In retrospect, the George "Dubyah" Bush administration seems to have
been more incompetent than evil, but this movie holds the Bushies to
account for what was a completely malicious and unjustified act, the
outing of the covert CIA operative Valerie Plame, which put numerous
undercover operations and informants at risk, solely because her
husband former Ambassador Joe Wilson IV had the temerity to dissent
publicly from the White House line that the Iraqi dictator Saddam
Hussein had tried to buy uranium from Niger for bomb-making purposes.
It is also evident that the CIA's soundly based advice that Saddam's
bomb-making activities had ceased after the first Gulf War in 1991 was
studiously ignored by the White House in the run-up to the invasion of
Iraq in 2003.
The actual leaker, Deputy Secretary of State Richard Armitage got away scot-free, a crucial matter not discussed in the film , but "Scooter" Libby, Vice President Chaney's chief of staff carried the can and nearly spent 30 months inside for lying to investigators before being pardoned by the President. The film focuses on Libby and implies he was the leaker, acting with the knowledge of Karl Rove, the man who described Valerie Plame as "fair game", and Vice President Cheney.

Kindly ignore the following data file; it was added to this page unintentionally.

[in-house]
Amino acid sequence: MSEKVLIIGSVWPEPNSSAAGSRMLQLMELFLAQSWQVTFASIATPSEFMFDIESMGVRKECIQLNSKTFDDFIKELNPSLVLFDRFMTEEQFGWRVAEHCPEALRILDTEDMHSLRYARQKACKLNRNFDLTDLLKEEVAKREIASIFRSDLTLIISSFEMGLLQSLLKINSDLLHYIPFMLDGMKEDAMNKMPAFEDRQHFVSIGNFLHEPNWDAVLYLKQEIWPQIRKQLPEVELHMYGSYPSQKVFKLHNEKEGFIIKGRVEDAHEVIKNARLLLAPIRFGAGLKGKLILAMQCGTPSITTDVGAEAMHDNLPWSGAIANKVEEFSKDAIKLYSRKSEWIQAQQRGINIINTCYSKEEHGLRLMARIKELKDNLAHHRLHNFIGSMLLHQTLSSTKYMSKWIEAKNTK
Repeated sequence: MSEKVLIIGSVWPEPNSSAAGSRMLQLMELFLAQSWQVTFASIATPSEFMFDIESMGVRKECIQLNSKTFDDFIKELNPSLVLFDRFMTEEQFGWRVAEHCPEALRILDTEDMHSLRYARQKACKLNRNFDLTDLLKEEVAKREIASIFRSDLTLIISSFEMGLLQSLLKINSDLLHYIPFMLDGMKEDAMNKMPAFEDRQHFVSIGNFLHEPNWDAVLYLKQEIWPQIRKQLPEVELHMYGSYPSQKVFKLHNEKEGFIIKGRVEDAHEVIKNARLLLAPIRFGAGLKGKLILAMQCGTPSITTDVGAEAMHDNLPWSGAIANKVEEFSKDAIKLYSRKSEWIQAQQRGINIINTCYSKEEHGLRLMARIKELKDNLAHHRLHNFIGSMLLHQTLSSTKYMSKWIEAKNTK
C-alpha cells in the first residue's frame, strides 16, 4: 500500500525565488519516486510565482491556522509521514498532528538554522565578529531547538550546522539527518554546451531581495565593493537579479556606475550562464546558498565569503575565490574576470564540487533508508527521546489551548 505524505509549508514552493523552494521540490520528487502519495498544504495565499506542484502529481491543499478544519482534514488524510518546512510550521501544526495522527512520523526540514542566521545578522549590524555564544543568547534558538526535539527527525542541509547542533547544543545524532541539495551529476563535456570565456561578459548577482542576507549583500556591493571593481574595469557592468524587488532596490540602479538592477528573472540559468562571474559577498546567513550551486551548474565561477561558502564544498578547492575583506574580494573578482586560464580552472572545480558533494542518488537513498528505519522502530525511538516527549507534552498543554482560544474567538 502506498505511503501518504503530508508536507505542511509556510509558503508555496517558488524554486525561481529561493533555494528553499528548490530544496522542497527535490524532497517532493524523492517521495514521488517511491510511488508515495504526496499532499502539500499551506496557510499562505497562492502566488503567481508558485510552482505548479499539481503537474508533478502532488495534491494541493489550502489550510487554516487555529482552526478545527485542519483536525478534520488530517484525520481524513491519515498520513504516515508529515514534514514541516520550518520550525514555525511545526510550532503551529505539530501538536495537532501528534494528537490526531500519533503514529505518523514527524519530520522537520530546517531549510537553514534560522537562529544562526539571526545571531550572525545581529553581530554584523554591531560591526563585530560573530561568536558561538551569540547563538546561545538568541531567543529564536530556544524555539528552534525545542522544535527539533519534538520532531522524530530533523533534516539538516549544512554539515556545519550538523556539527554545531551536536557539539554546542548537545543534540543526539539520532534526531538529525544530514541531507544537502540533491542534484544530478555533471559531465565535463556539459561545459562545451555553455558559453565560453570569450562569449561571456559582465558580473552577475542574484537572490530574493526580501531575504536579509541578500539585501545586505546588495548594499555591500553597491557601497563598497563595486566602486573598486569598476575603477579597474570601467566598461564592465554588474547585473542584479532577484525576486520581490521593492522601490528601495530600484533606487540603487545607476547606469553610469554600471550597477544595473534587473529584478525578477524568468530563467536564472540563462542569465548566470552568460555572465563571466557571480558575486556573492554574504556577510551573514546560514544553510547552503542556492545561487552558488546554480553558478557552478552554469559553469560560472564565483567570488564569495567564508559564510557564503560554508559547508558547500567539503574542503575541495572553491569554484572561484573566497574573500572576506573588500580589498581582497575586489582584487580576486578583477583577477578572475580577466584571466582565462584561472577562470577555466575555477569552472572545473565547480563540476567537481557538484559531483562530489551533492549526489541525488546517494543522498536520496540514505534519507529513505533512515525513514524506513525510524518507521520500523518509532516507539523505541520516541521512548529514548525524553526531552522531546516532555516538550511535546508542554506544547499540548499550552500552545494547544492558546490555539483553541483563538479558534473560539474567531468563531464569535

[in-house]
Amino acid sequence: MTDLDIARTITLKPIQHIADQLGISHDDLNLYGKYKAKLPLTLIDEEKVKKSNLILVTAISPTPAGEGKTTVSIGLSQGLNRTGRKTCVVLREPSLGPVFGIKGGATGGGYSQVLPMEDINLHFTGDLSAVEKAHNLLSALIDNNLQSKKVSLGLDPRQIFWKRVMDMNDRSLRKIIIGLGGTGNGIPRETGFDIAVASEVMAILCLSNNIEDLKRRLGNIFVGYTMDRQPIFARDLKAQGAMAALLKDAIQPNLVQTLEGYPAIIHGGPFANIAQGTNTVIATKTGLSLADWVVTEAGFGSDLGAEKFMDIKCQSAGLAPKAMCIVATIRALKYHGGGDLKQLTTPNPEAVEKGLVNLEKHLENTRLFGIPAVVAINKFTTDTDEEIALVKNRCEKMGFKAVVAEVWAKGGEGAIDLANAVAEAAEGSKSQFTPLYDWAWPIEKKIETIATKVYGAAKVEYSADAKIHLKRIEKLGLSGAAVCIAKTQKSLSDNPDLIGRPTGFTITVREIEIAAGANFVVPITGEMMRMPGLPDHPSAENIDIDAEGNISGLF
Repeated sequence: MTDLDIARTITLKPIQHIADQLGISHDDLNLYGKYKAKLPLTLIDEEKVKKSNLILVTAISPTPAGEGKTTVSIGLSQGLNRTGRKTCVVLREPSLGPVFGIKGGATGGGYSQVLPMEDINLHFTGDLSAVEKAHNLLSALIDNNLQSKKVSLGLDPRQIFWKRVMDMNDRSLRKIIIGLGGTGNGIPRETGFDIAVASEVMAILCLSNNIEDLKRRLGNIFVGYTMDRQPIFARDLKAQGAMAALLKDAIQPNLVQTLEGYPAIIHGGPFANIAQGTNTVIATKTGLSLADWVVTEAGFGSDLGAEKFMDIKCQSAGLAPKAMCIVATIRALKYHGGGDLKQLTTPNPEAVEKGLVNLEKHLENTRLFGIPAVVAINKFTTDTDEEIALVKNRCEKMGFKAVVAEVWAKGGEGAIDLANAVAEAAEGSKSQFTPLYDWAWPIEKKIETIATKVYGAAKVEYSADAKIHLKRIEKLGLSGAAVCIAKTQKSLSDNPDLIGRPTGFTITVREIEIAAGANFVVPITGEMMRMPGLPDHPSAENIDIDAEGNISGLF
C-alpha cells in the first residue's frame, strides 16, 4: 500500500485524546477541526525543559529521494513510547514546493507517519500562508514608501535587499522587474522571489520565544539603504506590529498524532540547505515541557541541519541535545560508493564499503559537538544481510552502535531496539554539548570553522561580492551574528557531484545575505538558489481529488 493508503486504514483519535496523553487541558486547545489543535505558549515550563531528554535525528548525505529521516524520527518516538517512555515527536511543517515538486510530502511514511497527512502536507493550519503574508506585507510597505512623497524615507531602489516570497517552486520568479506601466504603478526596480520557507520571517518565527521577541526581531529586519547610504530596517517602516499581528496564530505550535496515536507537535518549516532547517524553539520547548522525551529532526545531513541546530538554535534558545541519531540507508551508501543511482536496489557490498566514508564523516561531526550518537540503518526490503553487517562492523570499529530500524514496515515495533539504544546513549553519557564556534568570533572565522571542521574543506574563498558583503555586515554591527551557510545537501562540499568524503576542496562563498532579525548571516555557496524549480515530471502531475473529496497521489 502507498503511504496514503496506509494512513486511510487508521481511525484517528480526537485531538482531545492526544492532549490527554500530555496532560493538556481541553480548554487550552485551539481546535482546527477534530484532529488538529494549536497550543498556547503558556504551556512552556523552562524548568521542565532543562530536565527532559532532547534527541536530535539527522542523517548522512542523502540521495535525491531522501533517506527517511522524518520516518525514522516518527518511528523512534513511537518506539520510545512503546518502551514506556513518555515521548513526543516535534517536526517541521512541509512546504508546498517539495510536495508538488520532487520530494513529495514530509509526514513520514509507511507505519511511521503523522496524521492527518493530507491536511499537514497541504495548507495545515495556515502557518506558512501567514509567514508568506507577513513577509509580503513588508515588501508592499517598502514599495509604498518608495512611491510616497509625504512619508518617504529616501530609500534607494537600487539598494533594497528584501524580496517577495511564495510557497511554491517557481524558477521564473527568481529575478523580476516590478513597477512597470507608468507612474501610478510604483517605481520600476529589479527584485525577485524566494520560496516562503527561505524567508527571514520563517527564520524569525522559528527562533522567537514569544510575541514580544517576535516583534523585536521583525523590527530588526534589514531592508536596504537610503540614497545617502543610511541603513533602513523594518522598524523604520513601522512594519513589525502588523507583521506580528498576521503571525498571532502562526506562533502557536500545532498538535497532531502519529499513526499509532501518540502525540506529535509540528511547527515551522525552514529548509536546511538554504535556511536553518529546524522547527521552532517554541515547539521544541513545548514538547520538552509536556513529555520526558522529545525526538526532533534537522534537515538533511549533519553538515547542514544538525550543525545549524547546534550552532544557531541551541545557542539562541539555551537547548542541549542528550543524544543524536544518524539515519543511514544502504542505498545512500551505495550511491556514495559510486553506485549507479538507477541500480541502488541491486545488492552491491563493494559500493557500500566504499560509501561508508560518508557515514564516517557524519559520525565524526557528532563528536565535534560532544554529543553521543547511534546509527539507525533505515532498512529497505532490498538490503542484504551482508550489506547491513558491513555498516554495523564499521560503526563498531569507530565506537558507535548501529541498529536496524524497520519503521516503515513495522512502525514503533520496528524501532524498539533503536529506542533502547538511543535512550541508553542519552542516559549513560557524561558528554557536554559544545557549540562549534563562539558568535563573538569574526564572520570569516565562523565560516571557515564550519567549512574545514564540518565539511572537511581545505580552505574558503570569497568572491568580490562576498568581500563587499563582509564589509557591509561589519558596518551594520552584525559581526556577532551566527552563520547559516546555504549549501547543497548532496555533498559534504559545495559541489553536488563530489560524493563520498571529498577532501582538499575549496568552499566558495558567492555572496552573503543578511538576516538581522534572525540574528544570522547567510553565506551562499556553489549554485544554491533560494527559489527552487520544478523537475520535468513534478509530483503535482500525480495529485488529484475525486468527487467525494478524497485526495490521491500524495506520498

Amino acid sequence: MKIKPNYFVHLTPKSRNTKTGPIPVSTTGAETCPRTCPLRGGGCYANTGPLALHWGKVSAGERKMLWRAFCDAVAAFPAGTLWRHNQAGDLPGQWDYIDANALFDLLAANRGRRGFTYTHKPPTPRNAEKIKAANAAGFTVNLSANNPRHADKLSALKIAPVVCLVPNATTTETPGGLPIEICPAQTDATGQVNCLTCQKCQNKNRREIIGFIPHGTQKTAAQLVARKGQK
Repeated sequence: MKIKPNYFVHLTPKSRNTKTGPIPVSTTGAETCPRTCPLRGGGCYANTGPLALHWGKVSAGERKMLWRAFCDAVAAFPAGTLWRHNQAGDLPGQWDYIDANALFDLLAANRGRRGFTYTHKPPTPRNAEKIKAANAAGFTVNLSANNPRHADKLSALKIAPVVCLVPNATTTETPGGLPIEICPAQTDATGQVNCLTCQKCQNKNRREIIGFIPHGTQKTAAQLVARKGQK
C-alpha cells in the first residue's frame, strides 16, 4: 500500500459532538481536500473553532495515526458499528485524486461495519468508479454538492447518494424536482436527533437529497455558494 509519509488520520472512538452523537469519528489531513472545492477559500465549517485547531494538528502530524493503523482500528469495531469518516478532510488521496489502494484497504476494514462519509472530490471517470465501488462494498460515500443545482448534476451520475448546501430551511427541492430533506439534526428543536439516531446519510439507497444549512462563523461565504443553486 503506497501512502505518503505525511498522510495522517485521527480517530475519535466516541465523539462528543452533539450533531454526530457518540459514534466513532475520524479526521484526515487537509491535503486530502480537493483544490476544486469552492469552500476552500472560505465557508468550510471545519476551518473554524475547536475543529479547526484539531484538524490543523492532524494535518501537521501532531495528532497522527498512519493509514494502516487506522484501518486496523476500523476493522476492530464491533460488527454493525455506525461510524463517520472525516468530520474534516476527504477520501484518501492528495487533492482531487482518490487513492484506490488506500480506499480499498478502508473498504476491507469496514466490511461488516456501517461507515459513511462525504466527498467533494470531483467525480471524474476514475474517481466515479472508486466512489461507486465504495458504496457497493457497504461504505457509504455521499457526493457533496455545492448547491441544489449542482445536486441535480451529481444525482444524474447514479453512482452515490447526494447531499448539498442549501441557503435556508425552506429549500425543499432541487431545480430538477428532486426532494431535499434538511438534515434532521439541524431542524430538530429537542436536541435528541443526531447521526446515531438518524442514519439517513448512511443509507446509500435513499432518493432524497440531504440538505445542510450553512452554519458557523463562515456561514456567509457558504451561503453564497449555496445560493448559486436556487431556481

Director Doug Liman is best known as a producer of thrillers ("Bourne Ultimation" etc) but here he and the Butterworths (Jez and John Henry) as scriptwriters have focused not only on the political intrigue but also the effect the Bushies' bastardry had on Joe and Valerie's personal lives. This gives some great acting possibilities to Sean Penn as Joe and our very own Naomi Watts as Valerie, and they both rise to the occasion, although Sean Penn might be a little self-righteous for some tastes. The personal impact aside, what the leakers did was a good deal worse than anything Julian Assange has done, and it is ironic that some of the conservative commentators who tried to discredit Joe and Valerie are now in the front line of those attacking the Wikileaks founder.